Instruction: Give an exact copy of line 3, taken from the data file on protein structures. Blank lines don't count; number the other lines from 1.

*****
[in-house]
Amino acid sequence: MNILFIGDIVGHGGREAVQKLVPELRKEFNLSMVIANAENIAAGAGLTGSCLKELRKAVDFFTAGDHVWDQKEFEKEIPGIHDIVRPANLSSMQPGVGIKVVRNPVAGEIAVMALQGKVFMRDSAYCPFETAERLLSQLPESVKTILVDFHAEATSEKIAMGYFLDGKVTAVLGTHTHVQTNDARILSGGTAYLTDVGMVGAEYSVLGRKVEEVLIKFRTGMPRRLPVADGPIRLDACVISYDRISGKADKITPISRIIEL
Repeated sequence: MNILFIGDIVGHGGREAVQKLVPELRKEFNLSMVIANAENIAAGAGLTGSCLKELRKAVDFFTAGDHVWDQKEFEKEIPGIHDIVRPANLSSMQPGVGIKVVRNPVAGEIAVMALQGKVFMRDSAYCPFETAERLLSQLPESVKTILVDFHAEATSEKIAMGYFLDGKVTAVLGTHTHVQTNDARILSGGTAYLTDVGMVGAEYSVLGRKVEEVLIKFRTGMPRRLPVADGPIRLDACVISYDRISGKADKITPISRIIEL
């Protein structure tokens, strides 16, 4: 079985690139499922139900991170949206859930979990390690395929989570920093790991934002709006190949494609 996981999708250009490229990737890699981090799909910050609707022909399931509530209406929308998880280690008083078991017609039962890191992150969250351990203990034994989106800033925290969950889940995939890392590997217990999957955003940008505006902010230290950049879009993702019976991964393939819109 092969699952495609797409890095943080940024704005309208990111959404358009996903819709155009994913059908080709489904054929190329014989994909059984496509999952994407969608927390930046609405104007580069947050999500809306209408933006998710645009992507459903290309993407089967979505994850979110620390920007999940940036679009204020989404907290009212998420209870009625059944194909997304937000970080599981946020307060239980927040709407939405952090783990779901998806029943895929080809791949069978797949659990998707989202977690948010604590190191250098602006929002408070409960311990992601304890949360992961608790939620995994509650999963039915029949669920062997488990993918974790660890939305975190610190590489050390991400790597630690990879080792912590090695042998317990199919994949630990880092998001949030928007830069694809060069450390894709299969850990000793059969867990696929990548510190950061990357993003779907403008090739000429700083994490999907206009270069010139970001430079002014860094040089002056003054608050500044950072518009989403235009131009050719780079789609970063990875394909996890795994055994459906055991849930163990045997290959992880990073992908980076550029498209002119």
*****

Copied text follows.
Repeated sequence: MNILFIGDIVGHGGREAVQKLVPELRKEFNLSMVIANAENIAAGAGLTGSCLKELRKAVDFFTAGDHVWDQKEFEKEIPGIHDIVRPANLSSMQPGVGIKVVRNPVAGEIAVMALQGKVFMRDSAYCPFETAERLLSQLPESVKTILVDFHAEATSEKIAMGYFLDGKVTAVLGTHTHVQTNDARILSGGTAYLTDVGMVGAEYSVLGRKVEEVLIKFRTGMPRRLPVADGPIRLDACVISYDRISGKADKITPISRIIEL